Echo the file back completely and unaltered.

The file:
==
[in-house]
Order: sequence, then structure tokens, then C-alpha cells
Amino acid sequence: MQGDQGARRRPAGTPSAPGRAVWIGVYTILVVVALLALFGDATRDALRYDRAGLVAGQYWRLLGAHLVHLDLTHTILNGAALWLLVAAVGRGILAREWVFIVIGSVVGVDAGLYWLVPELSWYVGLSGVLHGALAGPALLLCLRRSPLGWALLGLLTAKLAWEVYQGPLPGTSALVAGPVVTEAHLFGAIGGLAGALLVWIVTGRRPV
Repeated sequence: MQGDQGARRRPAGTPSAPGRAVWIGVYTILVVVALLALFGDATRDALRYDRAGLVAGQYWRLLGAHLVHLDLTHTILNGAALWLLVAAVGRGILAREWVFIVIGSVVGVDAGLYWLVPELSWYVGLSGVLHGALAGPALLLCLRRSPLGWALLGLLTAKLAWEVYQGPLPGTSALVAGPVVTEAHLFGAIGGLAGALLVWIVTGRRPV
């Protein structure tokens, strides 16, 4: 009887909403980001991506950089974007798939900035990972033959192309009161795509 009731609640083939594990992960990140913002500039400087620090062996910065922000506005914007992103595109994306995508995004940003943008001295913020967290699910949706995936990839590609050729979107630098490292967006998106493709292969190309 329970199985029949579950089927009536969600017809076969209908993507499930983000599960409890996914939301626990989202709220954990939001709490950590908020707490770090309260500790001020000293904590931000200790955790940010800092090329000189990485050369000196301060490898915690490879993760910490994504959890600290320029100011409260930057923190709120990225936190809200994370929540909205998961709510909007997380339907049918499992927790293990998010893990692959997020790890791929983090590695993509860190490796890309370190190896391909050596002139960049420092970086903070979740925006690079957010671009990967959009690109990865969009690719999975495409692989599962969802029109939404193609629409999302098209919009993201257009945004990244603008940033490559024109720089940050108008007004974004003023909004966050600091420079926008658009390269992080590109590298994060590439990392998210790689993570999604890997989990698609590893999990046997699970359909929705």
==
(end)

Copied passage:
[in-house]
Order: sequence, then structure tokens, then C-alpha cells
Amino acid sequence: MQGDQGARRRPAGTPSAPGRAVWIGVYTILVVVALLALFGDATRDALRYDRAGLVAGQYWRLLGAHLVHLDLTHTILNGAALWLLVAAVGRGILAREWVFIVIGSVVGVDAGLYWLVPELSWYVGLSGVLHGALAGPALLLCLRRSPLGWALLGLLTAKLAWEVYQGPLPGTSALVAGPVVTEAHLFGAIGGLAGALLVWIVTGRRPV
Repeated sequence: MQGDQGARRRPAGTPSAPGRAVWIGVYTILVVVALLALFGDATRDALRYDRAGLVAGQYWRLLGAHLVHLDLTHTILNGAALWLLVAAVGRGILAREWVFIVIGSVVGVDAGLYWLVPELSWYVGLSGVLHGALAGPALLLCLRRSPLGWALLGLLTAKLAWEVYQGPLPGTSALVAGPVVTEAHLFGAIGGLAGALLVWIVTGRRPV
């Protein structure tokens, strides 16, 4: 009887909403980001991506950089974007798939900035990972033959192309009161795509 009731609640083939594990992960990140913002500039400087620090062996910065922000506005914007992103595109994306995508995004940003943008001295913020967290699910949706995936990839590609050729979107630098490292967006998106493709292969190309 329970199985029949579950089927009536969600017809076969209908993507499930983000599960409890996914939301626990989202709220954990939001709490950590908020707490770090309260500790001020000293904590931000200790955790940010800092090329000189990485050369000196301060490898915690490879993760910490994504959890600290320029100011409260930057923190709120990225936190809200994370929540909205998961709510909007997380339907049918499992927790293990998010893990692959997020790890791929983090590695993509860190490796890309370190190896391909050596002139960049420092970086903070979740925006690079957010671009990967959009690109990865969009690719999975495409692989599962969802029109939404193609629409999302098209919009993201257009945004990244603008940033490559024109720089940050108008007004974004003023909004966050600091420079926008658009390269992080590109590298994060590439990392998210790689993570999604890997989990698609590893999990046997699970359909929705």